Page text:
Some Americans celebrated the killing of Osama bin Laden loudly, with chanting and frat-party revelry in the streets. Others were appalled - not by the killing, but by the celebrations.
"It was appropriate to go after Bin Laden, just to try to cut the head off that serpent, but I don't think it's decent to celebrate a killing like that," said George Horwitz, a retired meat cutter and Army veteran in Bynum, N.C.Others were much more critical. "The worst kind of jingoistic hubris," a University of Virginia student wrote in the college newspaper, The Cavalier Daily. In blogs and online forums, some people asked: Doesn't taking revenge and glorying in it make us look just like the terrorists?
Carey also found America's political temperature dangerously high in a March 28, 2010 story  included a photo caption suggested the 1960s domestic terrorists of the Weather Underground and the Tea Party movement were just "Varying Degrees of Rage.'
Carey partially refuted the far-left claims, but the loaded word "revenge" kept popping up in his story. (What's wrong with "justice"?)
The answer is no, social scientists say: it makes us look like human beings. In an array of research, both inside laboratories and out in the world, psychologists have shown that the appetite for revenge is a sensitive measure of how a society perceives both the seriousness of a crime and any larger threat that its perpetrator may pose.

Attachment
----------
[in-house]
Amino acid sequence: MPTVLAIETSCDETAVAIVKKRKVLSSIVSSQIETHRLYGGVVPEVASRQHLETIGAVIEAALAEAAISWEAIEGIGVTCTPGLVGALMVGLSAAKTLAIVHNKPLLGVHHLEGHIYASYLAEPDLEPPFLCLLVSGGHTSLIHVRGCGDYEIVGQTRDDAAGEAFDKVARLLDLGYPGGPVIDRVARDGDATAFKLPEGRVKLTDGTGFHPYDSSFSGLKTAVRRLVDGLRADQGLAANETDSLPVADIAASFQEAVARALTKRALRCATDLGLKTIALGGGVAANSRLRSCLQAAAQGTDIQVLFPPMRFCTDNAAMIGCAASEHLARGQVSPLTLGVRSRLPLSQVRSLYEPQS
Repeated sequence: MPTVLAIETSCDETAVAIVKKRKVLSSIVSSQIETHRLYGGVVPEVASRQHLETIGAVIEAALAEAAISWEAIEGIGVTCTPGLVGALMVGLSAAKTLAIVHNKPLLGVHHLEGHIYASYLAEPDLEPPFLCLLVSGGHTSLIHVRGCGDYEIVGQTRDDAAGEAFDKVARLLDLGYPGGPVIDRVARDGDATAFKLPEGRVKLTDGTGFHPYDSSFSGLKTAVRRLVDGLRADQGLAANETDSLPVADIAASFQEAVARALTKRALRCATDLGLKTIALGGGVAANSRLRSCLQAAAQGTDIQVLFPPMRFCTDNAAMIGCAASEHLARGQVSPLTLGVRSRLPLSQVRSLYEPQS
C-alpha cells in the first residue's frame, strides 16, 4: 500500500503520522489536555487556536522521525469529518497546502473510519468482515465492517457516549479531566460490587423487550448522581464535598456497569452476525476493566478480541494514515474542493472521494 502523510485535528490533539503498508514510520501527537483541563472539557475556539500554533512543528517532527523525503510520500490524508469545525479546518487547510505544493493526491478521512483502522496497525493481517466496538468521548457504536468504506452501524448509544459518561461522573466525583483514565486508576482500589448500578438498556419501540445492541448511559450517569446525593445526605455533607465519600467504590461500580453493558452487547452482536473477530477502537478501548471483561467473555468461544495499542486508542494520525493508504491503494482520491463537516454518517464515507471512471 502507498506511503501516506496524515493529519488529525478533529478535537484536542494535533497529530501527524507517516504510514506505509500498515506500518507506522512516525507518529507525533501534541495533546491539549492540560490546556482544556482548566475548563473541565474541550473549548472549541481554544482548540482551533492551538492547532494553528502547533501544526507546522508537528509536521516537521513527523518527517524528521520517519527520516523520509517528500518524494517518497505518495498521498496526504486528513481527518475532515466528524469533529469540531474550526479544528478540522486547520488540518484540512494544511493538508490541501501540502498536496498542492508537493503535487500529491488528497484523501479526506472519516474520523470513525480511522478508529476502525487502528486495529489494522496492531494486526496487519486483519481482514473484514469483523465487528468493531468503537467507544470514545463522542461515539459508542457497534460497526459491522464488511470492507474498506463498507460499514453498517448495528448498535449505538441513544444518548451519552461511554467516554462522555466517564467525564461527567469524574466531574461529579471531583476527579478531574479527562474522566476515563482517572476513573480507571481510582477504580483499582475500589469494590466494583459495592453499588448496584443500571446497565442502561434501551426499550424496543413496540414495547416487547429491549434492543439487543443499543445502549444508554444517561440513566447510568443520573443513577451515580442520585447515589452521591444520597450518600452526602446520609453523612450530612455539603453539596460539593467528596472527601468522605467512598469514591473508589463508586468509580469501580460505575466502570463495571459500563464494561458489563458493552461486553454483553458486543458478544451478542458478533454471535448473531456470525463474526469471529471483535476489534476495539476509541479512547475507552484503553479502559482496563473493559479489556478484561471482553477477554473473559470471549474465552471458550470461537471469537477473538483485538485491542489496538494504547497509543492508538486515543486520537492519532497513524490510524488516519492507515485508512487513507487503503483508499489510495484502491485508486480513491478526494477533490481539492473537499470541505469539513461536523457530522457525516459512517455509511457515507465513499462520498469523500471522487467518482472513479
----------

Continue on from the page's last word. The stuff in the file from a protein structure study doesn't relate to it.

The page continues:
Revenge is most satisfying when there are strong reasons for exacting it, both practical and emotional.
One metaphor fed into the left-wing assumption that Americans were being mindlessly drawn into the streets to cheer a kind of sporting event.
The sight of Bin Laden's face on television or a smartphone news feed might have been enough to move people from the sidelines into the streets, to cheer for the home team.
Thus the natural urge for revenge - satisfied so suddenly, releasing a decade of background anxiety, stoked by peers - feeds on itself. Delight turns to chanting turns to climbing on lamp posts.